Clay mineralogy of the Marcellus and Utica Shales: Implications for fluid development via cation exchange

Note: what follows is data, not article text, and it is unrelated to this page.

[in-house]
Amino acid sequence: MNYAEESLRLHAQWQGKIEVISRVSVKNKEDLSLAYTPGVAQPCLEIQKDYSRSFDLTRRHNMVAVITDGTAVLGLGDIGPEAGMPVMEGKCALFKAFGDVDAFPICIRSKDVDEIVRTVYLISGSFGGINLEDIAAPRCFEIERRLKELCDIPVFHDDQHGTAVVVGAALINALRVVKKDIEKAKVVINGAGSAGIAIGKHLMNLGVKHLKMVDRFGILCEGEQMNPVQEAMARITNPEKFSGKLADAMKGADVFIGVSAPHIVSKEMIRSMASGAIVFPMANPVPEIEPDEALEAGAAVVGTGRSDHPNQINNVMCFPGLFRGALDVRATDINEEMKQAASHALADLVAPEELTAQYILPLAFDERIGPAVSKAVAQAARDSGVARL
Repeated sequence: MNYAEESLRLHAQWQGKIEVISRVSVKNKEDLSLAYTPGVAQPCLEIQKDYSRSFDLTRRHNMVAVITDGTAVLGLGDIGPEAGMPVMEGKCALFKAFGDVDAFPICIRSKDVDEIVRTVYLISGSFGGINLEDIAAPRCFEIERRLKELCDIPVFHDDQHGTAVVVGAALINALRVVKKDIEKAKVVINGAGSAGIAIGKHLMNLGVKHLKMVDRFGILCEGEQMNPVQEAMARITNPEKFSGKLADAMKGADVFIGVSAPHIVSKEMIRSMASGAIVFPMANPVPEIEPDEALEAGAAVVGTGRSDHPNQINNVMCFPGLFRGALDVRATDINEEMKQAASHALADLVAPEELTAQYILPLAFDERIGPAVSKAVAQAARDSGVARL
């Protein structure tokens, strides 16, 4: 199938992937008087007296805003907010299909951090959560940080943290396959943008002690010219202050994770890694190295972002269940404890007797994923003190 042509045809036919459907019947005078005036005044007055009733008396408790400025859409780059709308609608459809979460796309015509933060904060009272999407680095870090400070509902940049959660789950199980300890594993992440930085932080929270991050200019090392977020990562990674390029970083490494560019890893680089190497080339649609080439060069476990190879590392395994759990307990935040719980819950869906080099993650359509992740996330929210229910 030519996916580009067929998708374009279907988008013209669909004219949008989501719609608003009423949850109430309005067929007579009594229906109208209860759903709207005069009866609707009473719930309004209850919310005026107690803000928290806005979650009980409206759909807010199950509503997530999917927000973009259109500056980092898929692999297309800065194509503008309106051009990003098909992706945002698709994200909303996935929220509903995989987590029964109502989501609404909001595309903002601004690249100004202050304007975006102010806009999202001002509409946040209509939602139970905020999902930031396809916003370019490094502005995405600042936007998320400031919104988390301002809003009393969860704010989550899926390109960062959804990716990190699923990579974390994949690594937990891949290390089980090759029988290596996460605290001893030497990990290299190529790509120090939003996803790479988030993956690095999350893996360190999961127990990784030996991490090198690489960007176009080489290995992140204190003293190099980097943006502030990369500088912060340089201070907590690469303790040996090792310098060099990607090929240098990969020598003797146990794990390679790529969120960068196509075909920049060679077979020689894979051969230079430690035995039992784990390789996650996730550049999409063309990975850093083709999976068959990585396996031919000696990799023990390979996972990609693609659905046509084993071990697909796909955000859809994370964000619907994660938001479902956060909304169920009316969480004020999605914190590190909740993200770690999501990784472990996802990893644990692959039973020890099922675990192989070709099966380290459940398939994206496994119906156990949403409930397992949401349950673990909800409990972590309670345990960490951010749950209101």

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The clay mineralogy of the Marcellus and Utica Shales is described for its potential impact on the development of extremely saline fluids produced during hydraulic fracturing of these units. Cation exchange is a likely mechanism contributing to the interaction between the formation and introduced fluids. The bulk mineralogy of 20 Marcellus Shale and 18 Utica Shale core and outcrop samples was determined quantitatively by powder X-ray diffraction. Clay minerals constitute approximately 40% of the mass on average, and consist primarily of illite with minor chlorite. Non-clay minerals are predominantly quartz and carbonates with minor feldspars and pyrite. The clay-sized fraction was physically separated from 21 Marcellus Shale core and outcrop, and 16 Utica Shale core samples and analyzed by X-ray diffraction. A small degree of mixed layer illite/smectite with 0-5% expandable layers in the Marcellus and 10-15% expandable layers in the Utica Shale was identified from oriented preparations. The cation exchange capacity (CEC) of the bulk sample was measured in 28 Marcellus Shale and 18 Utica Shale samples. The CEC ranges from 0.3 to 9.1 mEq/100g with an average of 5.9 mEq/100g (SD= 1.36) in the Marcellus Shale and 3.5 mEq/100g (SD= 1.08) in the Utica Shale. The relationships between CEC and lithogeochemistry, TOC, and clay mineralogy are explored and the potential contribution to flowback is estimated. Using conservative well measurements, cation exchange is estimated to be capable of exchanging approximately 10% of the total charges in a typical well.